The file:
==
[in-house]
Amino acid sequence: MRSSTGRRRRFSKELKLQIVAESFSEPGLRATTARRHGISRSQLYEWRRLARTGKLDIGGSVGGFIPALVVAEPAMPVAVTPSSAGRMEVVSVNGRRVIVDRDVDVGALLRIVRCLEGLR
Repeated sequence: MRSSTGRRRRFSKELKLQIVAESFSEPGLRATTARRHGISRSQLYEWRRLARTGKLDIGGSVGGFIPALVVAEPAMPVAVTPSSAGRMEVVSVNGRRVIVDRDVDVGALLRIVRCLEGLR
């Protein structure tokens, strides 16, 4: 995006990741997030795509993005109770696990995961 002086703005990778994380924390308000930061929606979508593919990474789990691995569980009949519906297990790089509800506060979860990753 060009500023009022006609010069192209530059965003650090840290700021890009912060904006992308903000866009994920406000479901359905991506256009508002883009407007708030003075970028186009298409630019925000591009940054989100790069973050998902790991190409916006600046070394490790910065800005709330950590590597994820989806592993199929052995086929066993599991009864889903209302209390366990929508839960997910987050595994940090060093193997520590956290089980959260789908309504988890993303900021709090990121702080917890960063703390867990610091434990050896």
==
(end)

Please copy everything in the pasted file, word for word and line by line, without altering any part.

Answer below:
[in-house]
Amino acid sequence: MRSSTGRRRRFSKELKLQIVAESFSEPGLRATTARRHGISRSQLYEWRRLARTGKLDIGGSVGGFIPALVVAEPAMPVAVTPSSAGRMEVVSVNGRRVIVDRDVDVGALLRIVRCLEGLR
Repeated sequence: MRSSTGRRRRFSKELKLQIVAESFSEPGLRATTARRHGISRSQLYEWRRLARTGKLDIGGSVGGFIPALVVAEPAMPVAVTPSSAGRMEVVSVNGRRVIVDRDVDVGALLRIVRCLEGLR
């Protein structure tokens, strides 16, 4: 995006990741997030795509993005109770696990995961 002086703005990778994380924390308000930061929606979508593919990474789990691995569980009949519906297990790089509800506060979860990753 060009500023009022006609010069192209530059965003650090840290700021890009912060904006992308903000866009994920406000479901359905991506256009508002883009407007708030003075970028186009298409630019925000591009940054989100790069973050998902790991190409916006600046070394490790910065800005709330950590590597994820989806592993199929052995086929066993599991009864889903209302209390366990929508839960997910987050595994940090060093193997520590956290089980959260789908309504988890993303900021709090990121702080917890960063703390867990610091434990050896």